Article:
A seemingly organized sectarian violence against Pakistan’s beleaguered minority Shi’a community has plumbed new depths in recent months with a series of bombings of Shi’a worshipping places and targeted killings that have left over 170 people dead so far in 2015. Previously the anti-Shi’a armed campaign was spearheaded by banned Sunni militant groups like Sipah-e-Sahaba, Lashkar-e Jhangvi (LeJ) and Jundallah, which all are closely affiliated with Taliban conglomerate the Tehrik-e-Taliban Pakistan (TTP–the Pakistani Taliban). However, with the arrival of Islamic State in Pakistan’s jihadist landscape, there has been a spike in the volume of anti-Shi’a violence, partly as a result of tafkiri jihadi groups like LeJ or Jundallah entering into alliance with the strongly anti-Shi’a Islamic State.
The scale of anti-Shi’a attacks in recent years can be judged from a study by the Islamabad-based Jinnah Institute, which found that a total of 1,905 people from the country’s Shi’a community, including from the Hazara and Ismaili subsects, died either in bomb blasts or targeted gun attacks from 2012 up until May 2015 (Press TV, June 6).  At least three incidents of 2015 prove this disturbing trend. On January 30, a suicide bombing struck the Shi’a Karbala-e-Maula mosque (a.k.a. Karbala Imambargah—a Shi’a prayer hall) situated in the Shikarpur district of Sindh, killing more than 60 people (Express Tribune, January 30). Two weeks later, on February 13, another anti-Shi’a attack involving gunmen and suicide bombers took place in Hayatabad in Peshawar, killing 21 Shi’a while they were offering Friday prayers (Dawn [Karachi], February 14). Exactly three months later, over 40 Ismaili Shi’as were killed when armed militants opened fire on a bus on May 13 in Gulshan-e-Iqbal in Karachi (Dawn [Karachi], May 14).
Most of these anti-Shi’a attacks were claimed by Jundallah, a splinter group of TTP thatis now aligned with Islamic State. After the Sindh attack, its spokesperson Ahmed (Fahad) Marwat said: “Our target was the Shi’a community mosque… they are our enemies” (Reuters, January 30). The group also claimed responsibilities for the May 13 bus attacks, although an English pamphlet was found at the crime scene; it was titled “Advent of the Islamic State,” and contained messages such as “O soldier of rawafidh [rejectionist, meaning Shi’a] and taaghut [oppressors]! We swear that we will continue to make you and your family shed tears of blood and will not rest until we rid this land of your filthy existence and implement the Shari’a on it” (The Nation, May 14). A statement purportedly by the Islamic State’s Pakistan chapter (Wilayat Khurasan) was also published on Twitter, claiming responsibility for the Safora Bus attack, stating: “Thanks to God, 43 apostates were killed, and close to 30 others were wounded in an attack by the soldiers of Islamic State on a bus carrying people of the Shi’a Ismaili sect in Karachi” (Reuters, May 13). In addition, Jundallah spokesperson Marwat said in a media statement that “these people were Ismaili, and we consider them kafir [infidels]. We had four attackers. In the coming days, we will attack Ismailis, Shi’ites and Christians.” Marwat had previously said that the Islamic State is like a brother to Jundallah and that “whatever plan they [the Islamic State] have, we will support them” (Express Tribune, November 18, 2014).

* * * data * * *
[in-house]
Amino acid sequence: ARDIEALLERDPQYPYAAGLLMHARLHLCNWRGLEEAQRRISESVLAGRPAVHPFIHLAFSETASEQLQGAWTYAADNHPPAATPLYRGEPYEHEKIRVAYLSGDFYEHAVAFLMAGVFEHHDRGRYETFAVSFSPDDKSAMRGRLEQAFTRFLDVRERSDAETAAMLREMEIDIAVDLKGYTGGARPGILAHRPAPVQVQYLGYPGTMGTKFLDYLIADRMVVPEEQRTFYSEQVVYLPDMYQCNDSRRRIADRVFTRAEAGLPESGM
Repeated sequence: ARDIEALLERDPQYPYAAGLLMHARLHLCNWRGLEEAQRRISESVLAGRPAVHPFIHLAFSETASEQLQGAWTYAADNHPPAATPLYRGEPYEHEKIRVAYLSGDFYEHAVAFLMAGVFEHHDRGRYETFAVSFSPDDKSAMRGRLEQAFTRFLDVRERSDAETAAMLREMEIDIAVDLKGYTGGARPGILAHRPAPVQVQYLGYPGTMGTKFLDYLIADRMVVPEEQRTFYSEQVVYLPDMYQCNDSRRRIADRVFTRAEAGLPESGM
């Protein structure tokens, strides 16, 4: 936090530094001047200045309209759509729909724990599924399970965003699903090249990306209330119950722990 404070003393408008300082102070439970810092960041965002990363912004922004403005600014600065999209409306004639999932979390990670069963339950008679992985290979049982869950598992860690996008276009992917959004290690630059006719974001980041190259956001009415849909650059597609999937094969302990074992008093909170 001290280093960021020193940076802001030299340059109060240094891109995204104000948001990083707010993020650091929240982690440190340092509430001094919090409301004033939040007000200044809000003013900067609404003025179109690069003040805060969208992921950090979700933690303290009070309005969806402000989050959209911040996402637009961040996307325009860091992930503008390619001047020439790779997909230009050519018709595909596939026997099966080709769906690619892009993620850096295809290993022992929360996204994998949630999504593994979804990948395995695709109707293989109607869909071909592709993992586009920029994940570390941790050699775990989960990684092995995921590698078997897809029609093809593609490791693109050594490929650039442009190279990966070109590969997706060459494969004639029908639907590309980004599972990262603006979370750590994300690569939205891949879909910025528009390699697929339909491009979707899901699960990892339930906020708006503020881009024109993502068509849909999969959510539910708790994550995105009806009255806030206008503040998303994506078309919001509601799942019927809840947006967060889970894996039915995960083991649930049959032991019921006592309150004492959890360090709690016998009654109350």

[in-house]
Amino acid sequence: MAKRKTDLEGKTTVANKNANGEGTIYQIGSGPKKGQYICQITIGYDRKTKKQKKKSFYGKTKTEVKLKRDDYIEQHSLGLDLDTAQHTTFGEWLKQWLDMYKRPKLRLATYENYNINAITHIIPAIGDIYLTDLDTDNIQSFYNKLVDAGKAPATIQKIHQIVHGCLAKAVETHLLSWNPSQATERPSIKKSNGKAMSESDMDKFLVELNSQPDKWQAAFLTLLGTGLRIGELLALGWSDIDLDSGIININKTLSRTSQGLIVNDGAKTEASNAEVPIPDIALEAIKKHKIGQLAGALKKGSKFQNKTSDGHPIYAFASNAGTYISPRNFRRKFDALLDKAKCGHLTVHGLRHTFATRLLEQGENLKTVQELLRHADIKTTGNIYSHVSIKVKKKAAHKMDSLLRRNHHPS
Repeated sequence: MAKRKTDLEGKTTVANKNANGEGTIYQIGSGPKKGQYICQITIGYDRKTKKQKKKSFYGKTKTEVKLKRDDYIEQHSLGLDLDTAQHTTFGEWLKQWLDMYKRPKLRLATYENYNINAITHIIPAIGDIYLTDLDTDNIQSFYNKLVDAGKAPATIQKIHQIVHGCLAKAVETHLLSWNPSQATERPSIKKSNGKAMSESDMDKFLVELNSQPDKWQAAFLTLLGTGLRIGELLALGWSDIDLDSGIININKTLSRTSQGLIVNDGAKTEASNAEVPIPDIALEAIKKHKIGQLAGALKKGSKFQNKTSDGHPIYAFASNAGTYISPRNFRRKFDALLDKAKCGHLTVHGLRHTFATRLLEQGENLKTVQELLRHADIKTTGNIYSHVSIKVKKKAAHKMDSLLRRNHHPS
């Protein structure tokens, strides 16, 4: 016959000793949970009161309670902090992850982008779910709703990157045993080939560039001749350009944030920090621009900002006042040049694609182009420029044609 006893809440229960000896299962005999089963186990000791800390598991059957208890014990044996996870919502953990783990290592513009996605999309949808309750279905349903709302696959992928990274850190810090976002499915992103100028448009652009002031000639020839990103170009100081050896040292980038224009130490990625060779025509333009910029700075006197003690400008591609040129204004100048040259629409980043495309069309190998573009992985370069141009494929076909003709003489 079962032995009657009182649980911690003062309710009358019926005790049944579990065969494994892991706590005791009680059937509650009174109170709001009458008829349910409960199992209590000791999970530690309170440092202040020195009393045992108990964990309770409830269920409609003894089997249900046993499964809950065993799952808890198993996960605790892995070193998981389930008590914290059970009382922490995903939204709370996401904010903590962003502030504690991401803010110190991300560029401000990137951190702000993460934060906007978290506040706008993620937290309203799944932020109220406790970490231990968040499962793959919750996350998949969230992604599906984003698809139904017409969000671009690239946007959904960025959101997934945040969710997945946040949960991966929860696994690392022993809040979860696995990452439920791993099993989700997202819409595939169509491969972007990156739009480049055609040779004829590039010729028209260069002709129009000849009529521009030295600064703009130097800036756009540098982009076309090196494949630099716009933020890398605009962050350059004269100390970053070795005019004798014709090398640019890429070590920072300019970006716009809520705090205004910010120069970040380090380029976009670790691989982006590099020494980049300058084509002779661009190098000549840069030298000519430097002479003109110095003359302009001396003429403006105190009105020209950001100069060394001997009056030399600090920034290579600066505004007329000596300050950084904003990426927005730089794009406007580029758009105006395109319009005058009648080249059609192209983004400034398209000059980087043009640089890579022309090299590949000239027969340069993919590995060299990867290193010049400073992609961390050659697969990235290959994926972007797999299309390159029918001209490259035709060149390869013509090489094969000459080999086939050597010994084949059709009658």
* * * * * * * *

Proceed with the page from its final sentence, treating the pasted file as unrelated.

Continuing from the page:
Jundallah’s support for the Islamic State, and particularly for its anti-Shi’a ideals, underline that Pakistan is a conducive environment for such ideologies, given decades of sectarian tensions in the country and the fact that anti-Shi’a invectives enjoy substantial patronage from mainstream religious organizations and political parties, even though Shi’as remain influential in many areas of Pakistani politics and society. Indeed, it is largely due to this sectarian environment that the Islamic State’s ideals, and especially their contention that Shi’as are not Muslims, has found more traction in Pakistan than anywhere in the Indian subcontinent.